Why Western companies should invest in Cambodia’s tech sector

Posted on: June 15, 2017 | Cambodia

SPONSORED: Dotfusion Cambodia is a full-service digital agency focused on delivering digital strategies and digital solutions for businesses. Here, CEO Chris Bryce offers valuable insights into the challenges Cambodia must overcome if it is to succeed in an increasingly digital world

A young Cambodian uses a smartphone at a coffee shop in Phnom Penh, Cambodia, 06 July 2016. Photo: EPA/Kith Serey

It’s been a little over a year since I landed in Phnom Penh and officially started Dotfusion Cambodia, an agency focused on digital strategy, marketing, web and application development and analytics. With 20 years’ experience in digital consulting and running a digital agency in Canada and in the US, I’ve observed many interesting differences between the technology scenes in the West and the East.

Aligned with last year’s e-conomy SEA report, co-authored by Google, I have identified important challenges in Cambodia that must be overcome in order to achieve its digital growth goals: talent and capacity; capital funding; overall internet and logistics infrastructure; payment mechanisms; and general consumer trust.

Organisations in the West are rapidly adopting and investing heavily in advanced business software to gain a competitive edge and, in order to ensure long-term technology growth and performance, Cambodia must strategically manage and adopt progressive frameworks.

The primary difference in the digital space between the East and the West is the availability of talent to envision, plan and deploy tech solutions at both the agency and organisational levels. In Cambodia, I believe the solution is for the NGO, private and government sectors to invest in more advanced approaches to technology education and training.

Outside of talent and capacity-building challenges, we feel that areas such as user experience and design, user testing, personalisation and optimisation analytics are ripe for improvement in Phnom Penh. This is partially due to the limited budgets that are allocated to digital projects in Asean, but also due to a region-wide lack of information and value placed on such services.

Due to both budget restraints and the overwhelming use of Facebook as the default digital channel – 4.8 million users according to a recent study by tech collective Geeks In Cambodia – most of the digital strategy for organisations in this part of the world is focused on digital marketing to drive traffic to Facebook and Facebook advertising. In the West, meanwhile, website and mobile apps are the primary channel for corporate communications – and social media is used to facilitate marketing and content distribution.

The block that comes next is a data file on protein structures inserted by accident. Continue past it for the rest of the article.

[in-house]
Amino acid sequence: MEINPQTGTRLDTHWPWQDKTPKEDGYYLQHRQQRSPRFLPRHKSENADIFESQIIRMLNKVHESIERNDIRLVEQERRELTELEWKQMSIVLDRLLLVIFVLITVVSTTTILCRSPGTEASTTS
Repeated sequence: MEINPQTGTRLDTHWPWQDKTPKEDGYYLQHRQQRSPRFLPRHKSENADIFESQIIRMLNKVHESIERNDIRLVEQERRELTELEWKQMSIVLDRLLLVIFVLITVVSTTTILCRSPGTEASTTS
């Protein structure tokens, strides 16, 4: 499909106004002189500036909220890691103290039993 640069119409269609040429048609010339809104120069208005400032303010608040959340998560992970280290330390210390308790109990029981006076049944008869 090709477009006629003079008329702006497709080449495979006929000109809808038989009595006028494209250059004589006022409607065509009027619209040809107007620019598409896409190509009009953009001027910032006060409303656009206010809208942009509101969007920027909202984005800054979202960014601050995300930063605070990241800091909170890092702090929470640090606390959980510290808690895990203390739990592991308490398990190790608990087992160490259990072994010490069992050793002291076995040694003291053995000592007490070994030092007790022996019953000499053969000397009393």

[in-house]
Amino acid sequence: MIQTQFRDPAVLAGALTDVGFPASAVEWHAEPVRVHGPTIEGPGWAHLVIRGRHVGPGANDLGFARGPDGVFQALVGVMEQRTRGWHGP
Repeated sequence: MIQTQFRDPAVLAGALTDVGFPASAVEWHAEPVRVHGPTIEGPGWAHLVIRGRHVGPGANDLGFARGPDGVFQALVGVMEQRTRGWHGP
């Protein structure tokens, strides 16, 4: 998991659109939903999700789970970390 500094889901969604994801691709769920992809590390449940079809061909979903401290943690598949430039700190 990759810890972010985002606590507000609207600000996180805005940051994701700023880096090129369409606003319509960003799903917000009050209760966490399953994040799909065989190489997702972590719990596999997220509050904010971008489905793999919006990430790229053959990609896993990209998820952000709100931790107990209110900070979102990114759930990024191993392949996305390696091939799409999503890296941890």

The use of platforms to manage organisations, execute and measure digital marketing and to syndicate content is also vastly different between the East and the West. For example, although products such as Hubspot, Adobe and Salesforce Marketing Cloud are probably familiar to stakeholders in the East, adoption and implementation is rare. Back in the West, there is almost a frenzy to adopt such platforms, which has bred a feeling of credibility gained by integrating these advanced systems. We hope to inspire curiosity and the possibility of new, locally created solutions to serve the East when the time is right.

Over the past year I have had the pleasure of participating in the Cambodian startup scene as a technology mentor at Impact Hub Phnom Penh, a business incubator and community for entrepreneurs in the Cambodian capital.

While there, I have got to know people such as Rithy Thul, the founder of Small World Cambodia, who is making a significant positive impact on smaller local startups. However, despite the enthusiasm and support for startup culture being present and exciting, global awareness and investment are still limited in Cambodia.

It’s a perfect time for the West to invest financial capital, software and training resources into Cambodia’s exciting technology sector, and to participate in maturing this process to accelerate the progress of local startups and the wonderful ideas they have.

Chris Bryce is CEO of Dotfusion Digital Agency (Toronto and Phnom Penh) and also oversees a digital analytics practice called the Analytics Bus Company. Dotfusion is a full-service digital agency focused on delivering digital strategies and beautiful digital solutions for businesses. For more information, visit dotfusion.com